Fast fashion is taking a toll on the environment. Our consumer habits can change that.

Francesca Lim
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The fast fashion industry contributes to an endless void of textile wastage and excessive pollution that we don’t need more of. We must hold this industry’s companies accountable, adjusting our own consumer habits to do so.

The mass production from fast fashion brands keeps cheap, disposable clothes readily available for consumers to keep up with ever-changing fashion trends. The pressures to follow these trends often sparks overbuying behaviours and, in turn, provides an incentive for these brands to overproduce, resulting in environmental damage.

Sustainable fashion, the implication that clothes are made in an environmentally-conscious way, is all the hype right now. Even though it creates awareness and encourages consumers to source out environmentally friendly clothing, we are brainwashed by the term. Sustainability has no clear definition, especially for the fast fashion brands claiming their clothing is eco-friendly without disclosing to what extent.

When fast fashion brands greenwash their products, it convinces us we are doing our part to fight the climate crisis. The clothing we believe is made with recycled material actually only re-uses less than one per cent of material to make new clothing.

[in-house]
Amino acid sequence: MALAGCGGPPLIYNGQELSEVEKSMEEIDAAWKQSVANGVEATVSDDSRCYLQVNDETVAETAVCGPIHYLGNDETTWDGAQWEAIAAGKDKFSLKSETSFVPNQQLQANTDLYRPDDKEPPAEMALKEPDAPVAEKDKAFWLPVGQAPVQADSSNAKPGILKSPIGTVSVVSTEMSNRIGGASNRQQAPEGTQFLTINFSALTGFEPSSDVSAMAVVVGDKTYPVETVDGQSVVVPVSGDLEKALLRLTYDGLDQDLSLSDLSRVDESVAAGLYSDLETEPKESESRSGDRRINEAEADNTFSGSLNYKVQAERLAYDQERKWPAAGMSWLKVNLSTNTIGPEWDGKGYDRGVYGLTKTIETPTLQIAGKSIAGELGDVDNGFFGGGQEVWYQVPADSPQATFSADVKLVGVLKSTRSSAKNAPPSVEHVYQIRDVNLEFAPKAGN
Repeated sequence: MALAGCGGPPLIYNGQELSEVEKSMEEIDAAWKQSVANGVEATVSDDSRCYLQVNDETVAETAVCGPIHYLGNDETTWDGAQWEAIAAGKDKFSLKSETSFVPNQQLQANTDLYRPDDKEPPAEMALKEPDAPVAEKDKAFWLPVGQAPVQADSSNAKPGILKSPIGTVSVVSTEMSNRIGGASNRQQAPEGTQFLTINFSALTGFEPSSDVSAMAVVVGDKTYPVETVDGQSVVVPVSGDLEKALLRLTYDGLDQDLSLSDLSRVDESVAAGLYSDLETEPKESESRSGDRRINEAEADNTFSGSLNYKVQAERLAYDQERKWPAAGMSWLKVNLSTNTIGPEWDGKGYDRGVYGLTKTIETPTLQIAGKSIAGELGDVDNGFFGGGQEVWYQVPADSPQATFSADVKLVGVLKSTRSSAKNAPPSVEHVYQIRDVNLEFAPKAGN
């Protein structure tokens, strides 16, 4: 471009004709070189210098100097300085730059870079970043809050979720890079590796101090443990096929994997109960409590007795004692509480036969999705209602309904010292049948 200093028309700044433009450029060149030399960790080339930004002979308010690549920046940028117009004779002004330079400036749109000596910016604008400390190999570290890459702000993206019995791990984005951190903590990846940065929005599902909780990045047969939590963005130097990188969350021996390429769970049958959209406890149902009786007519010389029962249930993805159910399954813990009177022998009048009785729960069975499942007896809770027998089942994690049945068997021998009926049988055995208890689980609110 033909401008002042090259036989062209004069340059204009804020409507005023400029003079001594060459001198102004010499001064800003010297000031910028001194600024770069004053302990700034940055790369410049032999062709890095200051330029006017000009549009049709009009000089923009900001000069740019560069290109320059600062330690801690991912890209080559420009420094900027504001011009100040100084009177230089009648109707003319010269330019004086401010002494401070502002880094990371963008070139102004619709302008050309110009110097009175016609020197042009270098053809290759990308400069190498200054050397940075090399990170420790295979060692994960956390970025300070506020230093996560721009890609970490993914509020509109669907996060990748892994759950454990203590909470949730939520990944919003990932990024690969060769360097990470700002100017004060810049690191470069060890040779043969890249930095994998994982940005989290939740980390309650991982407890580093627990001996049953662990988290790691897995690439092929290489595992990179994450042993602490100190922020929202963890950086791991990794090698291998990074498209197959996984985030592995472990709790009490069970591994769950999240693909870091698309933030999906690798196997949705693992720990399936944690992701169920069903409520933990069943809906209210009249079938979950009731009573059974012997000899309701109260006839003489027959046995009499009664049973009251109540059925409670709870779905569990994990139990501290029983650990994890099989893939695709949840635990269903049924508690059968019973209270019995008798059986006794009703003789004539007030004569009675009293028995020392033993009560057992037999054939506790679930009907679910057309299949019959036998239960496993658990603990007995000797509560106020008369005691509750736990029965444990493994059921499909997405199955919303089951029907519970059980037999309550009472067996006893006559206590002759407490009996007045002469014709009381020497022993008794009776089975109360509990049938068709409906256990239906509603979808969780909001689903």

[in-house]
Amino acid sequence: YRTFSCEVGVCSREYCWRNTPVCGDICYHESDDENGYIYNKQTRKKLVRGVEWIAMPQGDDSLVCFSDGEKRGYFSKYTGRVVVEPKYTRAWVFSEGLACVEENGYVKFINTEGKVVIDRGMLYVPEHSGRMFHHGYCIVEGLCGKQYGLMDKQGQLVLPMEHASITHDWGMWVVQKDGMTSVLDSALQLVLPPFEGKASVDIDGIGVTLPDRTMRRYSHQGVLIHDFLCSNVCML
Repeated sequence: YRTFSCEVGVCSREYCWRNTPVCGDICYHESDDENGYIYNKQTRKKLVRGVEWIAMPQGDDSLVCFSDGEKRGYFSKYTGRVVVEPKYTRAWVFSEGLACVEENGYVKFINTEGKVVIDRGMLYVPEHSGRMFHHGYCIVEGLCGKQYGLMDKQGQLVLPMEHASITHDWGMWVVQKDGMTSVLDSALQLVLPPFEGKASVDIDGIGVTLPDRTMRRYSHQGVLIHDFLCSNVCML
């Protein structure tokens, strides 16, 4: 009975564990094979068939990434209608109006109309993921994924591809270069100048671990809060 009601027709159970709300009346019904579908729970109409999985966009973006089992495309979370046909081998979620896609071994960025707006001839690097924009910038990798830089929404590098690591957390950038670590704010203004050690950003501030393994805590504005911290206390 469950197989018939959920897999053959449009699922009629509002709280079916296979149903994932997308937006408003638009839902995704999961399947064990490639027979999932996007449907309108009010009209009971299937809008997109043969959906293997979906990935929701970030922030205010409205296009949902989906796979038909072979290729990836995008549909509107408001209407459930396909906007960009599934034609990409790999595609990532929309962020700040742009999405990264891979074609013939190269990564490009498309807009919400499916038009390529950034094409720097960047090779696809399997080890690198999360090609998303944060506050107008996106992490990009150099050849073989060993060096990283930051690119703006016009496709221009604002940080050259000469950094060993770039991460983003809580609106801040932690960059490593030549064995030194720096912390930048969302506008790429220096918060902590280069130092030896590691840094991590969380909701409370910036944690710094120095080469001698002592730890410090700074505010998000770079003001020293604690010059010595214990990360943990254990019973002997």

Brands marketing themselves as sustainable only use the term to their competitive advantage, bringing comfort and feel-good emotions to us. We need to keep in mind that their “sustainably” made product can be misleading.

We can’t rely on the simple promise of recycled clothing. The “material to material”  allows for old clothing to be directly recycled into new items but seems nearly ineffective given that the vast majority of donated clothing results in wastage.

From using three years of drinking water to produce a cotton shirt to producing 10 per cent of greenhouse gas emissions and polluting waters in the dyeing processes, the manufacturing process does more harm to the environment than we realize. We must educate and expose ourselves to these deeper issues of fast fashion instead of singularly thinking about recycled material in a shirt.

Until these fast fashion companies fix their misleading marketing strategies and manufacturing processes, we can learn to satisfy our fashion addiction by reusing the clothing we already have. DIYs are a helpful and trendy way to recycle your clothes if or when you want to change your style or design.

Instead of pressuring society to keep up with trends and promoting “sustainability,” we must be more vocal about putting that pressure on the standards sustainable fashion should uphold. This would demand the transparency many brands lack.

 By being more conscious of our consumer habits we can help the environment, slowing down the overproduction these brands create and normalizing buying secondhand. In doing so, we can work toward a more sustainable future.

Francesca is a third-year film and media student and The Journal’s Assistant Videos Editor.

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